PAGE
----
Bank loans will likely remain the most popular source of external financing for Polish companies in the next few years, as interest rates are at record lows in central Europe’s biggest economy and competition is tough among cash-rich local lenders, the lawyers of the firm’s Banking and Finance team said.
“It’s a borrower’s market in Poland at the moment,” said Michał Kulig, senior associate at the Wolf Theiss Warsaw office. “There’s a lot of cash available, credit is cheap and competition is on the rise as banks fight for corporate clients, not only among themselves but also against investment funds and other financial investors.”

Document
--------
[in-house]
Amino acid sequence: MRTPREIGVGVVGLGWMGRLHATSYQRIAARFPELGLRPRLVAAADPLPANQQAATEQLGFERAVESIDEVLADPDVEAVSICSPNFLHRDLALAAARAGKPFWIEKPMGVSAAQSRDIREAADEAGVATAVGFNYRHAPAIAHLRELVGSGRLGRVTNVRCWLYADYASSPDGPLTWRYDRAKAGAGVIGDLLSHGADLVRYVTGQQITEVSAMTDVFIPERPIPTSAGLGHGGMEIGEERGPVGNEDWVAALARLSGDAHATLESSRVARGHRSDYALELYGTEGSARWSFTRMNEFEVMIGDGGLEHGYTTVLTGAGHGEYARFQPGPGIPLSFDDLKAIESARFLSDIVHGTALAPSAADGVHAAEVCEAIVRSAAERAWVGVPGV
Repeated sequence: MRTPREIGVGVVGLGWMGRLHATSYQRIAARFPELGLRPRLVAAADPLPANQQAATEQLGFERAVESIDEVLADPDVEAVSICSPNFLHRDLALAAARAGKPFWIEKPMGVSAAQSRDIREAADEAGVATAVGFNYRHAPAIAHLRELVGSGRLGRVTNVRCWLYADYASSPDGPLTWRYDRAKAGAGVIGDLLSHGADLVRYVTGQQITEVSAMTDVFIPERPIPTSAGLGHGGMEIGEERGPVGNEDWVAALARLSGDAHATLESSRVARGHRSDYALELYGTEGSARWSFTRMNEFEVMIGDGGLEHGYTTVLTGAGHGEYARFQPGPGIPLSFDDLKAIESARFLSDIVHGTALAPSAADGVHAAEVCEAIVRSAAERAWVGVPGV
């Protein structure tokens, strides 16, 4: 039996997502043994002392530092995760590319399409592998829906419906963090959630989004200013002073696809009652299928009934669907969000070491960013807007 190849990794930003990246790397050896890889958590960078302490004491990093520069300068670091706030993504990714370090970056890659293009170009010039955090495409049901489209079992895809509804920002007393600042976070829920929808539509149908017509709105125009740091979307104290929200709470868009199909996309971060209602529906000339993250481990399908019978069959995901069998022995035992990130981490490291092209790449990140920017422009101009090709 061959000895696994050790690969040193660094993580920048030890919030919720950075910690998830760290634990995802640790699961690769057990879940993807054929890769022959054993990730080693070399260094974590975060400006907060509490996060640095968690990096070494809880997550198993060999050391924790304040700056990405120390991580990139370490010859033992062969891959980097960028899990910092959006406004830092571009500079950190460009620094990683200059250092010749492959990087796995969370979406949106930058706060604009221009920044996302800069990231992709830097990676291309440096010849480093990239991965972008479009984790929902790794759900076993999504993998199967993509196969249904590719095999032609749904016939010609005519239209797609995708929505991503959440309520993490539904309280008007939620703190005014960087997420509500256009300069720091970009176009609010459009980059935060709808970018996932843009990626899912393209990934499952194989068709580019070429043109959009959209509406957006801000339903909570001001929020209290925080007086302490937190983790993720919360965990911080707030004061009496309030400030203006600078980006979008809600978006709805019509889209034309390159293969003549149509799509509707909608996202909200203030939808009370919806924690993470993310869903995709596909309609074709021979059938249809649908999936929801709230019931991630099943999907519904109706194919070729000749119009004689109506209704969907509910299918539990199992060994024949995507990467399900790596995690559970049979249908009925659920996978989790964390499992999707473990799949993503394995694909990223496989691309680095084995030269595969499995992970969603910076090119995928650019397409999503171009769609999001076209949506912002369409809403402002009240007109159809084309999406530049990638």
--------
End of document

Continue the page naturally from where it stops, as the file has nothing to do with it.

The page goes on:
Total bank loans extended to non-financial companies in Poland climbed to a record high of PLN 352.8 billion (EUR 82.2 billion) in August, a 6.4% increase over the same period last year, according to data from the National Bank of Poland, the central bank. By comparison, corporate debt securities issued in the non-financial sector amounted to PLN 21.3 billion (EUR 5 billion), a 15% drop year-on-year.
“Banks will continue to be the dominant player on the financing market for Polish companies,” said Stefan Feliniak, attorney-at-law at Wolf Theiss Warsaw. “Borrowers with good financial standing are well aware that they can negotiate aggressively with lenders.”
During the LMA event, which provided training for lawyers and bankers on the syndicated loan market in Poland, Wolf Theiss experts ran a workshop on negotiating credit agreements.